Defining a (left) weak matroid over a skew hyperfield is easy enough, you just use your weak circuit axioms. The key to proving duality etc. is to replace the Grassmann-Plucker functions with Plucker ratio’s, as follows.

For any matroid $N$, let

$$A_N:=\{(B,B’): B, B’\text{ are adjacent bases of }N\}.$$

Consider a (skew) hyperfield $H$. Then $[.]:A_N\rightarrow H$ is a * left Plucker ratio map* if

**(P0)** $[Fa, Fb] [Fb, Fa]=1$

**(P1)** $[Fac,Fbc] [Fab, Fac] [Fbc, Fab]=1$

**(P2)** $[Fa,Fb] [Fb, Fc] [Fc, Fa]=-1$

**(P3)** $[Fac, Fbc]=[Fad, Fbd]$ whenever $Fab$ is not a basis.

**(P4)** $1\in [Fbd, Fab] [Fac, Fcd]+[Fad, Fab] [Fbc, Fcd]$

In the presence of an underlying matroid $N$, these axioms are cryptomorphic to the left circuit axioms (C0)-(C3). From any left $H$-matroid $M$ with circuits $\mathcal{C}$, one can derive a Plucker ratio map by setting

$$[Fa, Fb]_M:= X(a)^{-1}X(b)$$

for any circuit $X\in\mathcal{C}$ with $a,b\in \underline{X}\subseteq Fab$.

In the converse direction, a Plucker ratio map allows the reconstruction of $H$-oriented circuits $\mathcal{C}$ that satisfy the weak circuit axioms (given the underlying matroid $N$).

The dual of a left Plucker ratio map for $N$ is a right Plucker ratio map for $N^*$ determined by

$$[B, B’]^* = -[E-B, E-B’].$$

This allows to construct the dual $M^*$ of a weak left $H$-matroid $M$ via the Plucker ratio map.

The *cross ratio* is defined as $cr(F,a,b,c,d):=[Fac, Fbc][Fbd, Fad]$.

Only axiom (P4) refers to the hyperfield addition, and although I have not written it up for tracts I’m quite confident that the whole thing works in that setting as well. In the proofs I only ever refer to the multiplicative group of $H$ and the collection $$\{(a,b) \in H^2: 1\in a+b\}.$$

]]>I don’t think our result quite shows that, since we only forbid $5$- and $6$-tuples of nonbases in a specific structure; potentially we still keep rank-$4$ minors on eight elements with $> 4$ nonbases that are not Vamos-like.

However, I’ve thought about similar questions, and I think it should be the case that there is some constant $\alpha > 0$ so that there are a lot of matroids whose $m$-element minors all have at most $\alpha m$ nonbases; for $s \approx m/2$ this is very few indeed.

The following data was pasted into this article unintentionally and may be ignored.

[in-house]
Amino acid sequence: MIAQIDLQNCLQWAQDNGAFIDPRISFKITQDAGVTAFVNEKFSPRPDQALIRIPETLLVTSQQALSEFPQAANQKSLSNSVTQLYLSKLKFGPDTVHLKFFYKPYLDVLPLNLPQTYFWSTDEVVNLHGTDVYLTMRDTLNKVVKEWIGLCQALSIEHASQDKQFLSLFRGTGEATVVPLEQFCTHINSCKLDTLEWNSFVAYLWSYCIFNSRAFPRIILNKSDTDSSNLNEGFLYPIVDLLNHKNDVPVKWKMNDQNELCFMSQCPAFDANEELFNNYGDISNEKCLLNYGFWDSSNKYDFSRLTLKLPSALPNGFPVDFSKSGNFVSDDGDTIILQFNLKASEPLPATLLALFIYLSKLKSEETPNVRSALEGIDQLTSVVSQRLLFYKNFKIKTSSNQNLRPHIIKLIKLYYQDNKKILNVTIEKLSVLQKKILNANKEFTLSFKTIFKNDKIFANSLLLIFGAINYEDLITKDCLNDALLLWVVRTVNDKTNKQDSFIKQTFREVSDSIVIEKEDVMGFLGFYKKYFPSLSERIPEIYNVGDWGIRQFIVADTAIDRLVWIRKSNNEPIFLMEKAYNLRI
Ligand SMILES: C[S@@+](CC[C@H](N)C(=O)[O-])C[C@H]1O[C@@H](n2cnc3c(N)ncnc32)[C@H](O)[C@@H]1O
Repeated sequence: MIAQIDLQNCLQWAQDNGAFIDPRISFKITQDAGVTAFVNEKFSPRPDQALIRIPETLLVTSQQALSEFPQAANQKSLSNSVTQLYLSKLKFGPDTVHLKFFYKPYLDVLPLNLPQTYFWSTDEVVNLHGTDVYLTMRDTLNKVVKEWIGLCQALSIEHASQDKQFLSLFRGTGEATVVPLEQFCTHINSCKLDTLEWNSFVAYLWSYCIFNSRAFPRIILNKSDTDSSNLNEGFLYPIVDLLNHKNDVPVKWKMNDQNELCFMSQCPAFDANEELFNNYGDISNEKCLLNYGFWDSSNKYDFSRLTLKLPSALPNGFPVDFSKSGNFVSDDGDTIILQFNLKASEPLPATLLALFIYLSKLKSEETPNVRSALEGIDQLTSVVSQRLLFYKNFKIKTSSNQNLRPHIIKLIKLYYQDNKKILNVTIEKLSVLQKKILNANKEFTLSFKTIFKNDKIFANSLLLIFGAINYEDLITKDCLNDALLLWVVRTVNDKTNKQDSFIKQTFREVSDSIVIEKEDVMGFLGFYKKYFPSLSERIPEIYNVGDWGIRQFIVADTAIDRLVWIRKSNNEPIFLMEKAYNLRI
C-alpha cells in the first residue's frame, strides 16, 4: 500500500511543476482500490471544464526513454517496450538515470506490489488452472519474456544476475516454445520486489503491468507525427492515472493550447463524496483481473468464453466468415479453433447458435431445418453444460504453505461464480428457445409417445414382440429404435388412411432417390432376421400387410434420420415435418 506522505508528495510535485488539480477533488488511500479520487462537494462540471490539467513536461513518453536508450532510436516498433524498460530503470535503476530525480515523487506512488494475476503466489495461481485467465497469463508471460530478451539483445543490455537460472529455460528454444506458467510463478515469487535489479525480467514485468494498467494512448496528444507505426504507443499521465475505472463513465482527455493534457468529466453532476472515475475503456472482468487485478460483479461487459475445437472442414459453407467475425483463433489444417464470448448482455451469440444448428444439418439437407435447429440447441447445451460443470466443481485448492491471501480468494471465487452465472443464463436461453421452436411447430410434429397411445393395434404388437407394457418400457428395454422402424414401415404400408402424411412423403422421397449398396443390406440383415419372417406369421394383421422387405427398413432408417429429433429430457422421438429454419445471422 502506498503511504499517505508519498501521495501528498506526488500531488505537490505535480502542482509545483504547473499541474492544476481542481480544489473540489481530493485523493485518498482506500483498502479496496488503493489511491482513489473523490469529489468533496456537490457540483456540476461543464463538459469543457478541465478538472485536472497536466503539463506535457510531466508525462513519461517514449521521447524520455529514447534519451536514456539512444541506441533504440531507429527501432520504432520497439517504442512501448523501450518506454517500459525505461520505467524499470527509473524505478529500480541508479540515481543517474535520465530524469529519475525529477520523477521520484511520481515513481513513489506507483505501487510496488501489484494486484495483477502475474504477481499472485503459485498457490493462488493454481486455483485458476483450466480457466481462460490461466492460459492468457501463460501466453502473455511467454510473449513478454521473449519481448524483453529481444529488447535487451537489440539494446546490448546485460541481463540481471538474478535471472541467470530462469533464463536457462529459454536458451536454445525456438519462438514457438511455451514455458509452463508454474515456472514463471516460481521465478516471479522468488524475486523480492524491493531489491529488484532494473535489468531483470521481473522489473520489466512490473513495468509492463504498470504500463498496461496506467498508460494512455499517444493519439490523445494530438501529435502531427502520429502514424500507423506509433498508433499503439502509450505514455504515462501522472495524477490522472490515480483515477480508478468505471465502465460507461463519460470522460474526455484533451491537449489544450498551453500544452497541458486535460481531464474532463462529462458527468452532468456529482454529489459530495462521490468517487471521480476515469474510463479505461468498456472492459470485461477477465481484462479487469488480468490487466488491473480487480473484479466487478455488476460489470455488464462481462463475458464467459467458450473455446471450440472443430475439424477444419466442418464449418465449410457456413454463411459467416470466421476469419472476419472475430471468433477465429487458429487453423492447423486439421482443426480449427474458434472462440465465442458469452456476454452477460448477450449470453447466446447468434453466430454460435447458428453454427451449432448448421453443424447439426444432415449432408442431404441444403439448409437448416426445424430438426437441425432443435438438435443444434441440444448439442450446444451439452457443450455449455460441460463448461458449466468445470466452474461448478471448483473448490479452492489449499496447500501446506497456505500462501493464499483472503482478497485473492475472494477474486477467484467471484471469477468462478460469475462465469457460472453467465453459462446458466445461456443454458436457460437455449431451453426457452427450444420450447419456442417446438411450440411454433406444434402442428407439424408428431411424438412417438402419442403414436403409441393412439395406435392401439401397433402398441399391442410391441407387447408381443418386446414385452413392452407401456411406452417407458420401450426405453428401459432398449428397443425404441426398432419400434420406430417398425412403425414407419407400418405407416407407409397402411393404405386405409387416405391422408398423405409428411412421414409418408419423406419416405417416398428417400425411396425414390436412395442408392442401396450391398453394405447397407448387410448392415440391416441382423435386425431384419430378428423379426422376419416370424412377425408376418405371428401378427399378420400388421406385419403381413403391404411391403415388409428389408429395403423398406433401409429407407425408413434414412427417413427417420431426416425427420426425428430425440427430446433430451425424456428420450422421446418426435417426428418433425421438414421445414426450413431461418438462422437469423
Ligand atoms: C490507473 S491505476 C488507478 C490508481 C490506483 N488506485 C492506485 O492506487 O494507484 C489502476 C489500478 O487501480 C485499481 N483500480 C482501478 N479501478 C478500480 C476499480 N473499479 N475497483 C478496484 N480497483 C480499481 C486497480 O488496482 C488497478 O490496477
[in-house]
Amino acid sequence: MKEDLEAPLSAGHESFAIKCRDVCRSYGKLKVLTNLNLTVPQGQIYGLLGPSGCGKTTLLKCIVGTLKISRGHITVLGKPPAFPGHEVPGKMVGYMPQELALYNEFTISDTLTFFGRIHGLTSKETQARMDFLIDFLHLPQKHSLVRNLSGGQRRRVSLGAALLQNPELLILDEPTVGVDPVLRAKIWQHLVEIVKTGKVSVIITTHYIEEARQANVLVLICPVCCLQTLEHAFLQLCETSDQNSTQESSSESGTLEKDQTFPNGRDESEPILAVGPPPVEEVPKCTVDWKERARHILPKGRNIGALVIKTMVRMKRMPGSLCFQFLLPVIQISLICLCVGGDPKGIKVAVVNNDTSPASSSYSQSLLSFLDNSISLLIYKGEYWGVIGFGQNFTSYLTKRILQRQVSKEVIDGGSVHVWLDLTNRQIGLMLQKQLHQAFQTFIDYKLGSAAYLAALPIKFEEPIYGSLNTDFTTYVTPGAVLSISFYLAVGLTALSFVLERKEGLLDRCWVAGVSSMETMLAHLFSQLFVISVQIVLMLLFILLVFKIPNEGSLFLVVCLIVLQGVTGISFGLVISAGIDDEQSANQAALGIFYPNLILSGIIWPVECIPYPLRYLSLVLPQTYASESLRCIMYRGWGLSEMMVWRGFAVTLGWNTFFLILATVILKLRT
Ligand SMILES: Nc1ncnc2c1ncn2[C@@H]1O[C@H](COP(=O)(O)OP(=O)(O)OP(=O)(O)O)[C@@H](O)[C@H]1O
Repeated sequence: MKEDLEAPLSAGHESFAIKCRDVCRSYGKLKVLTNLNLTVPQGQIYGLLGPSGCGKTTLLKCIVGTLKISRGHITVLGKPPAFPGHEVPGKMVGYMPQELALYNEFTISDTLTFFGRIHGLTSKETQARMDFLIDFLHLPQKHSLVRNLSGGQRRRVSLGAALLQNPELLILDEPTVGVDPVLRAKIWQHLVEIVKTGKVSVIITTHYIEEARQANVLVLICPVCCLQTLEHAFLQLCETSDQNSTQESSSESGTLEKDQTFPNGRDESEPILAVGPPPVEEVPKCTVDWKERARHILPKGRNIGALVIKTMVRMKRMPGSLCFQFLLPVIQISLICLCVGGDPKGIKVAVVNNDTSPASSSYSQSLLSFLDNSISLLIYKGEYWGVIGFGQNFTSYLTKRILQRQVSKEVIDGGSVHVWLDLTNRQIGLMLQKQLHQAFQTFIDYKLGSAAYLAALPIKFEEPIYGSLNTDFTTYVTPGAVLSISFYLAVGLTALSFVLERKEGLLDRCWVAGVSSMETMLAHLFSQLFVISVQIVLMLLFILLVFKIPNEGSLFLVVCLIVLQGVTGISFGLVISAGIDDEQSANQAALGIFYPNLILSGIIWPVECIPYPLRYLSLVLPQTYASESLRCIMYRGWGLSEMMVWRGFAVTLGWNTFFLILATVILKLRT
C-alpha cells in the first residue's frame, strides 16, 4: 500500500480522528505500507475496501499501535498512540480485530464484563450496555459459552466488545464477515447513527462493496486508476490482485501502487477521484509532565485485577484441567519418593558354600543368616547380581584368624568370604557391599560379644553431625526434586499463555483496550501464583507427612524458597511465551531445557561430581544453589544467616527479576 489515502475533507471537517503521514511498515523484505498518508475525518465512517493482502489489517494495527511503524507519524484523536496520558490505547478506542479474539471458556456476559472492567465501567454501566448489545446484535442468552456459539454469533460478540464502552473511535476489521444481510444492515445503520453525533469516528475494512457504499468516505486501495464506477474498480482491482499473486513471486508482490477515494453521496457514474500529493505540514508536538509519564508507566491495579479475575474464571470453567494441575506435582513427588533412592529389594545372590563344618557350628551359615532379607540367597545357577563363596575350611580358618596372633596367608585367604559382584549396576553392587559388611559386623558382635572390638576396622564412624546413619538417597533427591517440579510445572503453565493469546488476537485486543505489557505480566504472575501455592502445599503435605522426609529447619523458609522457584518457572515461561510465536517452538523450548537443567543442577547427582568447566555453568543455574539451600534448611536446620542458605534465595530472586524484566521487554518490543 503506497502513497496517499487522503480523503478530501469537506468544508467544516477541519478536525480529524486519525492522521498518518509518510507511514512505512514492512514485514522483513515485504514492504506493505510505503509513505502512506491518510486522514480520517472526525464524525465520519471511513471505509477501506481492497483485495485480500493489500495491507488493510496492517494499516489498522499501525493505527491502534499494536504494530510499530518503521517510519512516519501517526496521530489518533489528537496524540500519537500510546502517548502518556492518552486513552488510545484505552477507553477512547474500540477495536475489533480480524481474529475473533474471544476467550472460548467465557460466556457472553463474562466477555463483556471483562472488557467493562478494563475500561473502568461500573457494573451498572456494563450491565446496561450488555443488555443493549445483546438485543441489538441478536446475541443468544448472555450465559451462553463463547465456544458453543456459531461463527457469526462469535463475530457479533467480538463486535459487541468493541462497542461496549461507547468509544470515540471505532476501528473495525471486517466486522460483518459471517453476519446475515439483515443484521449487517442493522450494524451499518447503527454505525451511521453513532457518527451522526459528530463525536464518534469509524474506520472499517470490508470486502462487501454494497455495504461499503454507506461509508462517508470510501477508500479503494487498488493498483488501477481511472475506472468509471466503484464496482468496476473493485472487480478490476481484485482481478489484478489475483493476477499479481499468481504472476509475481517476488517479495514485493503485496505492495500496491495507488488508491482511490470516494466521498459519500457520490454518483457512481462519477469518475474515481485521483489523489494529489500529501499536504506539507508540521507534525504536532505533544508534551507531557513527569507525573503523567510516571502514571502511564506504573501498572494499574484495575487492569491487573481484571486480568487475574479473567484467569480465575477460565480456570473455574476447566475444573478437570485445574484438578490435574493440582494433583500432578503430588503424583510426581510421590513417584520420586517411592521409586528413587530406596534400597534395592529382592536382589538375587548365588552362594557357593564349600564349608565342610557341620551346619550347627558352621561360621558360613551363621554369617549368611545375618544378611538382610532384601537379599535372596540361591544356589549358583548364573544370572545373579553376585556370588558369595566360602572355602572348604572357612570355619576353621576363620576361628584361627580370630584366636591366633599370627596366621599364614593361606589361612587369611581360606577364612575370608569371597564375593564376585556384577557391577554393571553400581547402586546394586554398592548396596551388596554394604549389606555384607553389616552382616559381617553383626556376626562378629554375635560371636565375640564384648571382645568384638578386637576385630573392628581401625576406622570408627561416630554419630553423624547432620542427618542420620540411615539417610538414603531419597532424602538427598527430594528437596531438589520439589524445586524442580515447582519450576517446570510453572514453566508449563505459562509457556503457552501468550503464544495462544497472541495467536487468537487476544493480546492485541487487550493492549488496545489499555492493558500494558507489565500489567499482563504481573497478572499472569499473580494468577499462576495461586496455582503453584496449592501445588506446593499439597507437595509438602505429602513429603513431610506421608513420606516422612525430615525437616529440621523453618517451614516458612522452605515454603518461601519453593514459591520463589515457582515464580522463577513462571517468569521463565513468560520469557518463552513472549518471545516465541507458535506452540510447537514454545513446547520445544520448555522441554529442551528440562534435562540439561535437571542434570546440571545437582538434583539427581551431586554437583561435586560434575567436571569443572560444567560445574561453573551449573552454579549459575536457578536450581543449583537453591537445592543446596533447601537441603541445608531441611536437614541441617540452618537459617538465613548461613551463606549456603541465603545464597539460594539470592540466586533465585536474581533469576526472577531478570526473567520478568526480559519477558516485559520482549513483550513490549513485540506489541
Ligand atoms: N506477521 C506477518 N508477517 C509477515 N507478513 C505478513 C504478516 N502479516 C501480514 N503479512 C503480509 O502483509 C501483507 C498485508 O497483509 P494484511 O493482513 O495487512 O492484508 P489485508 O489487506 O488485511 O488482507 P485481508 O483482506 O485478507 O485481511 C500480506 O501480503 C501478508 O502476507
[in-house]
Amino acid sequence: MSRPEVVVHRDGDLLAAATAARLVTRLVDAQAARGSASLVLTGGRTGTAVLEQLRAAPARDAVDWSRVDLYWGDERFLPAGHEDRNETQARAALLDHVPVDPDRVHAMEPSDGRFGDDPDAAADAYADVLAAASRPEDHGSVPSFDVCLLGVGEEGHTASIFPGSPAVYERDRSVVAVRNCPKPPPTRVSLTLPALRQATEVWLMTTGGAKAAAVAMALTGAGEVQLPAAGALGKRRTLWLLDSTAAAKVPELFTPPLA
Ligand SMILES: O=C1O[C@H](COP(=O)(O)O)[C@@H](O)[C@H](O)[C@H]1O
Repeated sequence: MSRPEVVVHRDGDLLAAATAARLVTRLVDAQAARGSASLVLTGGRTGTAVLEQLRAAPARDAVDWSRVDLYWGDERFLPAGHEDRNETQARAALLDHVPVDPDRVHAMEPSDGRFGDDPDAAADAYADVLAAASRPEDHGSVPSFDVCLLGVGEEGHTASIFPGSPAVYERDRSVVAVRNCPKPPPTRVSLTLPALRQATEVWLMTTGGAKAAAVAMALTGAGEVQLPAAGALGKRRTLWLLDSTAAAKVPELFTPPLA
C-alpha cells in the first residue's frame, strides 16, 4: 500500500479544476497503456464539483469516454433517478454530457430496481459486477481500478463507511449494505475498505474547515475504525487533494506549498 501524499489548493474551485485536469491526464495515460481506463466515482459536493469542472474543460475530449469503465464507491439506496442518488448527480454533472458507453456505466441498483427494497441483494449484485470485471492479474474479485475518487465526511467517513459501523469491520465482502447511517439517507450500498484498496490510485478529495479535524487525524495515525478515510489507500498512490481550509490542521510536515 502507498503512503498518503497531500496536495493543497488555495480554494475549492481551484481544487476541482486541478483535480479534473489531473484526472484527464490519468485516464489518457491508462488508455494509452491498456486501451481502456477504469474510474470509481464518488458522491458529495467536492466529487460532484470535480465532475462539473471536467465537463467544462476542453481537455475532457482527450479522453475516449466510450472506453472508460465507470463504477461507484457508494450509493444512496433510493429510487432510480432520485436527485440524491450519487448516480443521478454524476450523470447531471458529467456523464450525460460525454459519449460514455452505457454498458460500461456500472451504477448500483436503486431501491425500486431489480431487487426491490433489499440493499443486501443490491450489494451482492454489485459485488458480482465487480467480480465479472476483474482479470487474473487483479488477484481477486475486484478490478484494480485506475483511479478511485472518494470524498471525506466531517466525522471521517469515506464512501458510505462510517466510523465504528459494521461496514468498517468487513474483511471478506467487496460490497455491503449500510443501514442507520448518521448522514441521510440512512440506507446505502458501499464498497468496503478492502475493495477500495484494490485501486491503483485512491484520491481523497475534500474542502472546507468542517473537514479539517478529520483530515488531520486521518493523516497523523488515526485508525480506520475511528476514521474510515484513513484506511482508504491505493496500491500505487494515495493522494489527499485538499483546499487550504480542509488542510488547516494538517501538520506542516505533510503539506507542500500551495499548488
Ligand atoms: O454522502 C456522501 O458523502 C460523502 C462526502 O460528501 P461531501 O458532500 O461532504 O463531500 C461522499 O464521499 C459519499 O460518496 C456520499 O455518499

In fact, I think we can show, by sampling from the Graham/Sloane construction instead of the whole Johnson graph, that for a worse value of $\alpha$, the same statement holds when $n^{-2}$ is replaced with $n^{-h}$ for any $h$ strictly greater than $1$.

This is certainly eroding my belief in the conjecture that for sparse paving $N$, almost every matroid contains $N$ as a minor.

]]>The proof of your final claim shows that there are very many sp matroids (at least $c n^{-2}\binom{n}{n/2}$ in the exponent) so that each minor on $m=8$ elements of rank $s=4$ has at most $k=4$ nonbases. What function $k=k(m,s)$ makes this true in general?

(Point 2 just above that claim seems to have swallowed some surrounding text.)

]]>https://en.wikipedia.org/wiki/Dickson%27s_lemma

and

https://en.wikipedia.org/wiki/Buchberger%27s_algorithm

Dicksons lemma follows by a straightforward induction argument.

So no need to apply Zorns Lemma here.

]]>I think your interpretation of the ultraproduct is exactly right.

]]>But these other proofs (especially 2) are really elegant.

Proof #3 — which I don’t really understand — looks a lot like ‘the product partial field of infinitely many finite fields has a homomorphism to a field of char 0’.

]]>I think there may be an opportunity for some reverse mathematics here: which axiom scheme is necessary to prove Theorem 1?

]]>I was a bit confused by proof #2 at first, but I think you made a typo. Don’t you mean that if M has no representation in char. 0, then T + { *not* S_p : p prime } is inconsistent?

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